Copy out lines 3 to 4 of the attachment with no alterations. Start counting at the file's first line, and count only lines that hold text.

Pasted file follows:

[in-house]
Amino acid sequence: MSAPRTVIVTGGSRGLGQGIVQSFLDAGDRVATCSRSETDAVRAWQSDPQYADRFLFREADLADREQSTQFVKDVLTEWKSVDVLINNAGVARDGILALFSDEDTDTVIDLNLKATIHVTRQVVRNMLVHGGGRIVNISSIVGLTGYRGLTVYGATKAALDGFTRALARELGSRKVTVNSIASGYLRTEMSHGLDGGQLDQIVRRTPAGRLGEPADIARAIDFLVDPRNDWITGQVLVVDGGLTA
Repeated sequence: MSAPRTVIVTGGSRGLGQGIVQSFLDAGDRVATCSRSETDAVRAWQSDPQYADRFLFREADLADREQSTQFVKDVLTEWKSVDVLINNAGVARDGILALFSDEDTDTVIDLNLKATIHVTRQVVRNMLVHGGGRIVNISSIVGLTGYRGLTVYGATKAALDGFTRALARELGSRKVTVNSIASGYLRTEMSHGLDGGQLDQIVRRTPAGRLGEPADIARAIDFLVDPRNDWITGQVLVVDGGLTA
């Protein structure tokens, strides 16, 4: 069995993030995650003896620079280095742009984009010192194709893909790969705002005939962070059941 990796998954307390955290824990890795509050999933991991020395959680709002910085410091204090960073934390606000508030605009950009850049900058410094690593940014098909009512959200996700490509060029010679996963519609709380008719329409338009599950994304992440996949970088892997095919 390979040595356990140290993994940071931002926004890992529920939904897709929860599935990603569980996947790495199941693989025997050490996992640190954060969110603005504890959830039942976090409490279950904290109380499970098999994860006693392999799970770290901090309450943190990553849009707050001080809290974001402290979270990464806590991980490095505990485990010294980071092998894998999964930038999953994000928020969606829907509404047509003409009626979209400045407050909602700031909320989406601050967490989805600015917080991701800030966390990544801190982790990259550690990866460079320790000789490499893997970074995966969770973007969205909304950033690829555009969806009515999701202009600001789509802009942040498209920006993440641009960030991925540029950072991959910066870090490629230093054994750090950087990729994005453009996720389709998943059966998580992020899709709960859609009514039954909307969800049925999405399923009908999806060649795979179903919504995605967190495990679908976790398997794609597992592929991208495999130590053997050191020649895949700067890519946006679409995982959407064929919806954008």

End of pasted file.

Repeated sequence: MSAPRTVIVTGGSRGLGQGIVQSFLDAGDRVATCSRSETDAVRAWQSDPQYADRFLFREADLADREQSTQFVKDVLTEWKSVDVLINNAGVARDGILALFSDEDTDTVIDLNLKATIHVTRQVVRNMLVHGGGRIVNISSIVGLTGYRGLTVYGATKAALDGFTRALARELGSRKVTVNSIASGYLRTEMSHGLDGGQLDQIVRRTPAGRLGEPADIARAIDFLVDPRNDWITGQVLVVDGGLTA
């Protein structure tokens, strides 16, 4: 069995993030995650003896620079280095742009984009010192194709893909790969705002005939962070059941 990796998954307390955290824990890795509050999933991991020395959680709002910085410091204090960073934390606000508030605009950009850049900058410094690593940014098909009512959200996700490509060029010679996963519609709380008719329409338009599950994304992440996949970088892997095919 390979040595356990140290993994940071931002926004890992529920939904897709929860599935990603569980996947790495199941693989025997050490996992640190954060969110603005504890959830039942976090409490279950904290109380499970098999994860006693392999799970770290901090309450943190990553849009707050001080809290974001402290979270990464806590991980490095505990485990010294980071092998894998999964930038999953994000928020969606829907509404047509003409009626979209400045407050909602700031909320989406601050967490989805600015917080991701800030966390990544801190982790990259550690990866460079320790000789490499893997970074995966969770973007969205909304950033690829555009969806009515999701202009600001789509802009942040498209920006993440641009960030991925540029950072991959910066870090490629230093054994750090950087990729994005453009996720389709998943059966998580992020899709709960859609009514039954909307969800049925999405399923009908999806060649795979179903919504995605967190495990679908976790398997794609597992592929991208495999130590053997050191020649895949700067890519946006679409995982959407064929919806954008």